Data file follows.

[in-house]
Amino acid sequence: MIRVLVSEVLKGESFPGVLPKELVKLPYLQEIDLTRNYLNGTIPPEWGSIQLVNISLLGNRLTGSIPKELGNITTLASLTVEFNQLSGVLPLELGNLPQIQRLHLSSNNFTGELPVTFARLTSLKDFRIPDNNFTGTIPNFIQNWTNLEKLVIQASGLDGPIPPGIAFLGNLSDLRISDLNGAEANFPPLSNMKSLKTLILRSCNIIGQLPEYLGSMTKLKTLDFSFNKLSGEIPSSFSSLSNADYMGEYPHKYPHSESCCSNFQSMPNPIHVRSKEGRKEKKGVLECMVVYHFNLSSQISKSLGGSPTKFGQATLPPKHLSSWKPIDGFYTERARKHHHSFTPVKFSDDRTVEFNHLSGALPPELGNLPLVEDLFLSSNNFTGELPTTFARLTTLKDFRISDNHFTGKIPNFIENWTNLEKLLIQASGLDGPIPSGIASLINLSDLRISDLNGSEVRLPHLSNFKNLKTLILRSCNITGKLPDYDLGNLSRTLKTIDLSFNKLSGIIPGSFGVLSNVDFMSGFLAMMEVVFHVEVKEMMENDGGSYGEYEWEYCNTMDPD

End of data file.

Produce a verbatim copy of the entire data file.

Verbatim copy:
[in-house]
Amino acid sequence: MIRVLVSEVLKGESFPGVLPKELVKLPYLQEIDLTRNYLNGTIPPEWGSIQLVNISLLGNRLTGSIPKELGNITTLASLTVEFNQLSGVLPLELGNLPQIQRLHLSSNNFTGELPVTFARLTSLKDFRIPDNNFTGTIPNFIQNWTNLEKLVIQASGLDGPIPPGIAFLGNLSDLRISDLNGAEANFPPLSNMKSLKTLILRSCNIIGQLPEYLGSMTKLKTLDFSFNKLSGEIPSSFSSLSNADYMGEYPHKYPHSESCCSNFQSMPNPIHVRSKEGRKEKKGVLECMVVYHFNLSSQISKSLGGSPTKFGQATLPPKHLSSWKPIDGFYTERARKHHHSFTPVKFSDDRTVEFNHLSGALPPELGNLPLVEDLFLSSNNFTGELPTTFARLTTLKDFRISDNHFTGKIPNFIENWTNLEKLLIQASGLDGPIPSGIASLINLSDLRISDLNGSEVRLPHLSNFKNLKTLILRSCNITGKLPDYDLGNLSRTLKTIDLSFNKLSGIIPGSFGVLSNVDFMSGFLAMMEVVFHVEVKEMMENDGGSYGEYEWEYCNTMDPD